The Kimchi! <3
Traditional kimchi calls for the addition of brined seafood, and each region of Korea will have their own combination of main ingredients.
BUT because I’m a culturally insensitive American douchebag, I’m going to make my own adaptation! It’s vegan.
The Ingredients! <3
You will need…
The soaked and unsoaked seaweed (any seaweed in both states)
The other vegetables that twiddle your twaddle
Wait! That was a joke.
Here’s a smiley to accentuate the point: :)
Airtight glass container(s) to ferment the vegetables in, or pickling crocks like The Sausage Maker’s, plus weights for fermentation (those are non-plastic, non-metallic, things you place over the vegetables to keep them pressed down),
scissors to cut the seaweed,
cutting board and knife,
and a mixxxing bowl.
A mineral rich sea salt (like celtic sea salt, or himalayan pink salt)
AND the brine and starter from a raw unpasteurized source (sauerkraut water, rejuvelac , or coconut water kefir…)
Starter will kick of a healthy fermentation.
Brine is made by combining 2-3 tablespoons of mineral rich sea salt per 15 liter water.
The Recipe! <3
*Chop the cabbage and place into a mixing bowl
*Add 1 tablespoon of the salt
*Mix, press, crush, squish, and love the cabbage thoroughly with your hands (this kicks off the water separation of the cabbage… not necessarily the love part, the stuff prior to that)
**Place cabbage into the pickling crock or airtight container
*Pour the starter over it
*Chop the other vegetables
*Chop the unsoaked seaweed (if you use scissors it’s easier)
*Add everything into the pickling crock or airtight glass container
*Mix thoroughly with your hands
*Pound everything down as firmly as possible
*Make sure that the interior sides of the pot have not vegetables stuck on it… Wipe it all clean.
*Take the soaked seaweed
*And cover the top thoroughly with it
*Place the fermentation weights on the vegetables. If they’re not the standard kind you can use anything non-plastic, non-metallic, that will keep the vegetables pressed down… like fill a bowl with water and place it on the vegetables.
*Cover the entire surface with water so nothing is sticking out of it.
*Seal the container.
*And make sure that it’s in a warm-ish, very dark environment. Leave it undisturbed for about 1+ weeks (it can sit longer than a week). Usually the longer it sits the better.
**In 1+ weeks it will be done.
There you have it. My culturally insensitive American adaptation of a traditional food.
More On Lactofermentation:
Kimchi, as well as sauerkraut, can be viewed as the vegetable version of kefir or yogurt (if they’re not pasteurized). During fermentation, bacteria produce vitamins and break down inorganic minerals as they digest the vegetable mater. For example, Kimchi will contain as much as double the levels of vitamins B1, B2, B12, and niacin than unfermented cabbage. The same increase in nutrition rings true for all fermented foods (some more some less).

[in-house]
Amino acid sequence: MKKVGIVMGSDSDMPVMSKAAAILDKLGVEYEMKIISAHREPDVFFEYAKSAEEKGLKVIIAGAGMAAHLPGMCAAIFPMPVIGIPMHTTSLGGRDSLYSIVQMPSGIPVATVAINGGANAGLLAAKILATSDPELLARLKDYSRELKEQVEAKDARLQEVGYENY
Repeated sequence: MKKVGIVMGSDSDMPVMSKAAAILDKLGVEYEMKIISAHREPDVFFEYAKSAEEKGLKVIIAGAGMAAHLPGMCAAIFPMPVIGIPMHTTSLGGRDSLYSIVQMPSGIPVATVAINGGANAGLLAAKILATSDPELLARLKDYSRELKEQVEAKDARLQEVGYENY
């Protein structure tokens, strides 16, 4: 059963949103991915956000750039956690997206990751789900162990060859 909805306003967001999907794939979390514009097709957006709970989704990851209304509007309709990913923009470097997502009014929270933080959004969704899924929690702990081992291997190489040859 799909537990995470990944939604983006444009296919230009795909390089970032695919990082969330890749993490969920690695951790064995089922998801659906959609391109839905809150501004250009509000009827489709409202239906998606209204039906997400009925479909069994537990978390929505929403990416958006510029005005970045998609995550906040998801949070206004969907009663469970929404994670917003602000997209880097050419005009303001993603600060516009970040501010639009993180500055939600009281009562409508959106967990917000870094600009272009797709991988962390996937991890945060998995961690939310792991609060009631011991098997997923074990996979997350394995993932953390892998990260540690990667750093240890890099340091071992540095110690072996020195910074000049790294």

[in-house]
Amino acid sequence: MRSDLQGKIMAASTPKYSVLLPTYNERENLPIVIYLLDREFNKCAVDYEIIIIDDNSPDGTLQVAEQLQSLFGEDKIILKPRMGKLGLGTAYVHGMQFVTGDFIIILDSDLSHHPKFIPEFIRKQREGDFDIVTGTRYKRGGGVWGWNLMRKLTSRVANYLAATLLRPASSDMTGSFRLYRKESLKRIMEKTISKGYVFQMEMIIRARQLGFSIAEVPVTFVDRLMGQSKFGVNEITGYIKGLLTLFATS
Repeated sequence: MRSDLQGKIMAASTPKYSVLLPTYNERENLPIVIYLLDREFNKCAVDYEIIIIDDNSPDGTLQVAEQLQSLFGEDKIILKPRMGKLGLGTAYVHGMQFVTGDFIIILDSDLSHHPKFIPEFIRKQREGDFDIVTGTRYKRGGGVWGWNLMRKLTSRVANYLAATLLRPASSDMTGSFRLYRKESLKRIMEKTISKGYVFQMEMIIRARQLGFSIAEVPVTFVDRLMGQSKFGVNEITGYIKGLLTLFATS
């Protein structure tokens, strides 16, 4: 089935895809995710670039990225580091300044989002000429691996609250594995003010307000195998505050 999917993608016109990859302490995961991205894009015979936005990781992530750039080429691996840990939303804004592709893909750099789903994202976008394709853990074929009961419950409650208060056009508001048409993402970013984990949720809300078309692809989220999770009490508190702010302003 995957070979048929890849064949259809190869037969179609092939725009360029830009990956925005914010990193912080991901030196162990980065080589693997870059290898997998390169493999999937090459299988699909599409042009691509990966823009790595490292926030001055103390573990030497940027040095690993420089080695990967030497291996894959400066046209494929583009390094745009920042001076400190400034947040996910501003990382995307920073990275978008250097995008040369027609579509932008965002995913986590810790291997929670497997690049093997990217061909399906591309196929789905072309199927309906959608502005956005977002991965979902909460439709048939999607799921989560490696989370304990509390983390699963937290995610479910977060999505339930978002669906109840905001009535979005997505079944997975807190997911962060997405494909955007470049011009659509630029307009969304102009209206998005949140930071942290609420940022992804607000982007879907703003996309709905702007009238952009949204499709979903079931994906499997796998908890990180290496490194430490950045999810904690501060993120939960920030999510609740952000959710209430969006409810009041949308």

The beneficial bacteria accompanied by lactic acid (the by product of lactofermentation) help one’s natural intestinal flora to establish themselves. Beneficial bacteria line up along the intestinal wall and form a barricade which hinders pathogens (such as e. coli and salmonella) from passing into the blood stream. When beneficial bacteria establish themselves the harmful bacteria, yeasts (yeast overgrowth like candida / yeast infections in women), and intestinal parasites, are kept in check as the healthful ecosystem is restored. Many diseases can be credited to poor intestinal flora, such as leaky gut, inflammation, food allergies (which are often credited to candida overgrowth), etc…
Organic raw produce has not been treated with chemicals, antibiotics, and has not been refined by means of irradiation or pasteurization. All these processes kill any beneficial bacteria, and can be regarded as one of the culprits credited to the lack of healthful intestinal flora in today’s individual.
Lactofermentation can be viewed as a great means of “cleaning up” or “revitalizing” food, restoring the otherwise lost nutritional and health aspects in it, as well as often making it edible at all. Lactic acid bacteria have also been identified as potent tools for the decontamination of heavy metals, cyanotoxins and mycotoxins. Lactofermenting removes up to 50% mycotoxins.
Because of this it can pose an invaluable asset in the age of soil depletion (which results in nutritionally poor food crops), food shortages (the higher nutritional value of a food the less one needs to eat to survive), or food not fit for human consumption. Traditionally, the fermentation process is often used to transform otherwise inedible poisonous foods into edible and even healthful ones. Such as the cyanide-containing cassava tuber , which many communities in South America and Africa will grind and ferment.
Links, References and Further Fascinating Reading
Philippine fermented foods: principles and technology
Combining strains of lactic acid bacteria may reduce their toxin and heavy metal removal efficiency from aqueous solution
Potent Lactic-Acid Bacteria for Heavy-Metal Decontamination
The Fungal/Mycotoxin Etiology of Human Disease (particularly CANCER)
Alfatoxins and Possibilities for their Biological Detoxification